The Fog and the Redwood
One of the iconic species of the northern California coastline is the redwood tree. The majestic trees are dependent upon another feature emblematic of the area—fog. Plant ecologist Todd Dawson describes how redwoods utilize this seasonal water source and how drought and climate change are impacting these old-growth forests.
Todd Dawson is a professor of Integrative Biology at the University of California, Berkeley.
IRA FLATOW: This is Science Friday. I’m Ira Flatow. The redwood trees of California– you know, they are iconic symbols of the Golden State. And if you’ve stood at the base of one of these ancient giants and you’ve looked straight up into the canopy, you know the experience can be transformative. But there’s one feature that might be just as thought provoking as the Redwood tree in California. Any guess?
I’m talking about the fog, hey? If you drive along Route 1, you’re bound to be fog bound toward dusk, somewhere along the day. And you may not realize it, but these two famous features of the California coast– the redwoods and the fog– are linked together. My next guest has studied their relationship and is here to reveal how the drought and climate change are affecting these towering trees. Todd Dawson is a professor of integrative biology and environmental science policy at the University of California Berkeley.
Welcome to Science Friday.
TODD DAWSON: Thank you, happy to be here.
IRA FLATOW: Nice to have you. Tell us, how is rain– yeah, we know about fog and rain. Is fog different than rain, how they both affect the redwood tree?
TODD DAWSON: Yeah, it really is. I mean, the fog, of course, comes in off of the ocean in a horizontal way. And it’s kind of pulled on to shore each night. As the Central Valley of California heats up, the air rises. And when that air rises, of course, it draws the fog banks in where rainfall, of course, comes out of the Gulf of Alaska here in California. And it, of course, falls directly vertically out of the sky.
So one form of water is coming down vertically, and the other one’s coming in during the summer months horizontally.
IRA FLATOW: But, you know, we kind of think of water as water, you know? Does it affect the tree? Is there something different in one kind of water in the water itself?
TODD DAWSON: Well, you know, the important things about the fog bank are kind of two fold. A, they come during the summer months when we don’t have any rainfall here in California during our Mediterranean climate. And not only do they bring water when they come in off the ocean, they also bring other nutrients that are kind of dissolved in the fog– things like nitrogen. And we know all plants really require quite a bit of nitrogen to grow. And so they’re getting both water and nutrients from the fog mix.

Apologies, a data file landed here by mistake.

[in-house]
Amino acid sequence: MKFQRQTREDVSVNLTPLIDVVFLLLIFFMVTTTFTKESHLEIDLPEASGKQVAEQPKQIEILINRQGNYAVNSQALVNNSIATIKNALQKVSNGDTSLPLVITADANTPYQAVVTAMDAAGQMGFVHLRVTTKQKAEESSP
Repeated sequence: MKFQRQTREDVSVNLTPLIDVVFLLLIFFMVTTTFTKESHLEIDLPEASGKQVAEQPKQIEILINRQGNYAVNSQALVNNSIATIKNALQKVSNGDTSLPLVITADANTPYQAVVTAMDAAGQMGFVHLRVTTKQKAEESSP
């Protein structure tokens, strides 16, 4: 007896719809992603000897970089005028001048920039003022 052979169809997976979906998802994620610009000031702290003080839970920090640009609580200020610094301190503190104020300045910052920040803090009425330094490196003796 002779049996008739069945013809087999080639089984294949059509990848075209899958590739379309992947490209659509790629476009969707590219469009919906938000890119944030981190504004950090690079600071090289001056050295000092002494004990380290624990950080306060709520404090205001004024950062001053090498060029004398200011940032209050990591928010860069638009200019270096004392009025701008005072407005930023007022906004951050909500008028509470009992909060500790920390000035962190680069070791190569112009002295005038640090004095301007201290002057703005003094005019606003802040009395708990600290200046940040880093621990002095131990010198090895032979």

IRA FLATOW: Gosh, I didn’t think– so the fog is sort of fertilizing the plant?
TODD DAWSON: Indeed it is, yeah.
IRA FLATOW: Wow. Does it help the trees grow, if it’s sort of a natural fertilizer with the nitrogen in it?
TODD DAWSON: It definitely does. We’ve published some work where we’ve shown that this fog that comes in, as I said, you know, it provides both a subsidy of nutrients and a subsidy of water. And it comes during a very, very important time in the year for that tree, during the long summer months when the temperatures are warm. And the growing seasons are long, so these resources are really important for redwood trees.
IRA FLATOW: Now, I read that you conducted a study where you can actually see when the tree was fed by fog or rain. And you do that through the tree rings.
TODD DAWSON: Absolutely. Yeah, it was one of the coolest things. We didn’t know if it was going to work. But when we got some great cores out of these trees and we analyzed, actually, different parts of a single year’s worth of growth, we could see in the cellulose that’s being made by that tree a signature of either winter rainfall at one part of the year or summer fog during the other time of the year.
IRA FLATOW: What’s different about the cellulose from one to the other?
TODD DAWSON: Well, the main thing is that cellulose, as we all know, is composed of a bunch of different elements. And some of those elements are carbon, some are hydrogen, and some are oxygen. And the hydrogen and the oxygen in the cellulose come from the water. And we know that, by analyzing sort of the chemical composition of winter rainfall versus summer fog, they carry sort of different fingerprints. And because of that, that gets also locked into the cellulose that’s made in that tree ring.
IRA FLATOW: Does the stuff that might come up through the roots have a different composition than what’s coming up in the fog?
TODD DAWSON: It can at certain times of the year. Say, for example, if the fog drips into the soil and is being taken up by the roots, then some of that will come in directly up through the root system itself. But one of the other things that we discovered about fog during the summer months is not only can it be taken up by plant root systems, but it can also be directly absorbed through the leaves directly into the canopies.
IRA FLATOW: Wow. Now, that’s interesting. And I know that these trees can live for, what? 600, 800 years or more? Have you seen any patterns in climate change when you’re studying these tree rings over all this time?
TODD DAWSON: Well, you know, these trees can live to be much older than that. In fact, I think the oldest coastal redwood tree is known to be more than 2,500 years old. So we’ve got a couple of millennia of tree rings that we can go back and look at.
And we have been doing that. And one of the things that we’ve been discovering is that, when you take the long view by analyzing both the tree ring widths and also their isotope composition, we begin to see some cycles of drought and rainfall and fog that show up repeatedly in the long tree ring record. So these redwood trees definitely are good recorders of climate and climate change.